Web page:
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How will exam disruptions affect young people’s futures?

Coronavirus has led to high-stakes summer examinations being cancelled and the grades replaced by teacher predictions, or administered in a new online format. It is vital to understand the potential impact on the lives of young people affected by these disruptions.

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How can labour market policy help to get people back into the right jobs?

As the economy restarts after the coronavirus crisis, workers that became unemployed eventually find new jobs. But initially these are often not the ‘right’ jobs – they are not good matches between employees’ skills and employers’ needs. What can policy do to improve workforce reallocation?

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What will be the impact of Covid-19 on public attitudes to immigration?

The coronavirus pandemic is changing the UK immigration debate, with tensions between requirements for stricter controls and greater recognition of key workers, many of whom are migrants. How will the crisis affect public attitudes to immigration?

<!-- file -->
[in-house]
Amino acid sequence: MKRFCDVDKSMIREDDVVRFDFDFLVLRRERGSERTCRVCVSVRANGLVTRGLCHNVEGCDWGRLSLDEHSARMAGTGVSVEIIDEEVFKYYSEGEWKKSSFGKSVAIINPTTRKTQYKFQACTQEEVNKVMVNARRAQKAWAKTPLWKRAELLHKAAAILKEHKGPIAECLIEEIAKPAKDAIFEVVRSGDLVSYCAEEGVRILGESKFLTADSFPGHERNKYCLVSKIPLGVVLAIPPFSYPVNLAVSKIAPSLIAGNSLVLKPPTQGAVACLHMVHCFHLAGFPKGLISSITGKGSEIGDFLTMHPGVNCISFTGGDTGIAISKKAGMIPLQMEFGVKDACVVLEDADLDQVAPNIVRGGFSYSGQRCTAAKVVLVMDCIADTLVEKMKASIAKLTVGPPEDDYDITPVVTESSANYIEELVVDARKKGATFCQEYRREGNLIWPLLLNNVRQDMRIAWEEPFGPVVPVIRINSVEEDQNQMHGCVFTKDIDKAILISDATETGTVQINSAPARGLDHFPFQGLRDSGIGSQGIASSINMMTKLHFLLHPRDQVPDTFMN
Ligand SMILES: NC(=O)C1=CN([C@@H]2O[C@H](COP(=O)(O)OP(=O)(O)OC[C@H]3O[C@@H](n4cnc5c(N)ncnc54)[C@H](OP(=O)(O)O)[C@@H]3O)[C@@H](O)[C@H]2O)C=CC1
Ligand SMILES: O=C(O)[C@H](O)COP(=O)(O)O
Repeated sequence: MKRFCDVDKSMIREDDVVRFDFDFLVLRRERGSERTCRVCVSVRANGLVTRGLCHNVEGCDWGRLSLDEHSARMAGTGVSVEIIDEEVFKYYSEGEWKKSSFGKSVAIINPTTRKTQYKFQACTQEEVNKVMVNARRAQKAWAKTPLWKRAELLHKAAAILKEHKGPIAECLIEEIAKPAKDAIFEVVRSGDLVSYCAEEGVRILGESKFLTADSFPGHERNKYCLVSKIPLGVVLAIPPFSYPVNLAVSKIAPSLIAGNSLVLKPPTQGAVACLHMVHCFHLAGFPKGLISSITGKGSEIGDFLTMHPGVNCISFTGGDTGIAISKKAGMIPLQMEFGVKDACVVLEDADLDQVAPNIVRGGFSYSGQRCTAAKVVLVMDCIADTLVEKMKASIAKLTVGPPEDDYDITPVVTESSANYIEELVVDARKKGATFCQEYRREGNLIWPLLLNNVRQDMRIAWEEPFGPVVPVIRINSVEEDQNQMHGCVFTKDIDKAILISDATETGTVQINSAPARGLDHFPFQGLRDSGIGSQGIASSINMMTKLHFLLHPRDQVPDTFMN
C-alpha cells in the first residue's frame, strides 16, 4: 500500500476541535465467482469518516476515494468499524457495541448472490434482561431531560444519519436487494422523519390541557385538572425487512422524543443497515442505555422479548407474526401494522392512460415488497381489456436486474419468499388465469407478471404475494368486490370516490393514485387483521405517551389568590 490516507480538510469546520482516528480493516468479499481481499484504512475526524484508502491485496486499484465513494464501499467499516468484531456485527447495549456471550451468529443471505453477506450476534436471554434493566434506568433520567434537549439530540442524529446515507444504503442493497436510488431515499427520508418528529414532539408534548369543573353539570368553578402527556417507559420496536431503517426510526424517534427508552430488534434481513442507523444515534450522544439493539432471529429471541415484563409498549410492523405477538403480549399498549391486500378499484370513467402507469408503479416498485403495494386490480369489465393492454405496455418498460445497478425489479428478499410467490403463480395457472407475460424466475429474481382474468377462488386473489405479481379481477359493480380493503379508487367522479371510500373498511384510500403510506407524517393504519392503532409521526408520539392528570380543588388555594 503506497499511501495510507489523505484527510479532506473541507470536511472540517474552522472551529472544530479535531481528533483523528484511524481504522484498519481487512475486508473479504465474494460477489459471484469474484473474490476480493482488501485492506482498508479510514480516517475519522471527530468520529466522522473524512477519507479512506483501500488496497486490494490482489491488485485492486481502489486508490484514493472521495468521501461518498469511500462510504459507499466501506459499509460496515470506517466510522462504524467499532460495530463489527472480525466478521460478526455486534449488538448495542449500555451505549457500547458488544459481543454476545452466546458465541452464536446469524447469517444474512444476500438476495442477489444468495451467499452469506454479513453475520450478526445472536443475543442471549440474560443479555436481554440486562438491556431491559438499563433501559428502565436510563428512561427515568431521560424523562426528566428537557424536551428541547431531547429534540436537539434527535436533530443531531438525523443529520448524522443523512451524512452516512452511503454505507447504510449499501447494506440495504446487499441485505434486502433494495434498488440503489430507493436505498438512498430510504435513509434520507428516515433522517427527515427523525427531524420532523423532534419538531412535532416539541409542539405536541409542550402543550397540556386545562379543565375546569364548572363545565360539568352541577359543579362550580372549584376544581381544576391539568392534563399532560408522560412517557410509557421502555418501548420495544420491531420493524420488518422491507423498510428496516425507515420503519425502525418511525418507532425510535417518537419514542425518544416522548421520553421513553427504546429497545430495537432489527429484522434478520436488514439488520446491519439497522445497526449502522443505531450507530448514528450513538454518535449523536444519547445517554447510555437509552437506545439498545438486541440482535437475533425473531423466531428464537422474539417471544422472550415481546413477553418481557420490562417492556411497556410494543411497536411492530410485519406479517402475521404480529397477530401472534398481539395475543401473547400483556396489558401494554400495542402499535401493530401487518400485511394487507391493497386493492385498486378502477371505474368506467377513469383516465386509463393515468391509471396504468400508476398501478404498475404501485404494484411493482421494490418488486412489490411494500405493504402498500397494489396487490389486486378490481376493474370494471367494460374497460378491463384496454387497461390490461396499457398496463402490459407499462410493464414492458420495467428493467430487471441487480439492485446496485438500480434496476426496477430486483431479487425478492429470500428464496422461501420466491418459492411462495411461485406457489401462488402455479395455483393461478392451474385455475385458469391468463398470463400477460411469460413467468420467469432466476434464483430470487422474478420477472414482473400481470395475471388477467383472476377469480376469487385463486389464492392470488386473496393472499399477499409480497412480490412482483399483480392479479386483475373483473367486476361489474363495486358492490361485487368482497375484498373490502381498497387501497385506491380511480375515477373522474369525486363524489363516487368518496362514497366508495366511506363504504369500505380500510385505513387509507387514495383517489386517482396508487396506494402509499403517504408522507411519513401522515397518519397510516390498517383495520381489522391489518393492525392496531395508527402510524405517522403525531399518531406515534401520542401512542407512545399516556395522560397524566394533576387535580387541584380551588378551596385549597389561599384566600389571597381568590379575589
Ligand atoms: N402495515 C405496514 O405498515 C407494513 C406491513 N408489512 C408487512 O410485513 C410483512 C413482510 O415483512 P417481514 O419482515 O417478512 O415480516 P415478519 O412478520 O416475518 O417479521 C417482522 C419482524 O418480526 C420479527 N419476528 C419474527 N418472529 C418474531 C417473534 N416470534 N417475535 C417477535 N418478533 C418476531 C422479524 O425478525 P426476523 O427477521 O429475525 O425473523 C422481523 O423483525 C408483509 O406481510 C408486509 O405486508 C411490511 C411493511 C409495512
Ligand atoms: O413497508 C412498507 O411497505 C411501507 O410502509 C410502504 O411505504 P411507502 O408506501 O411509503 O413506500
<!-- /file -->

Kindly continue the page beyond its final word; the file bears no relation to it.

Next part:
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How does the government’s furlough scheme work?

The Coronavirus Job Retention Scheme was set up to encourage employers to keep their staff on during lockdown and make it easier for everyone to return to work when restrictions lift. How does the furlough scheme work and what will happen to jobs as it’s wound down?

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Who can work from home and how does it affect their productivity?

The effects of the Covid-19 pandemic on the economy will depend on many factors, one of which is who can work from home and what impact that has on their productivity. Ability to work from home varies by occupation, income, age, gender, ethnicity and location.

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Funded by

UKRI Economic and Social Research Council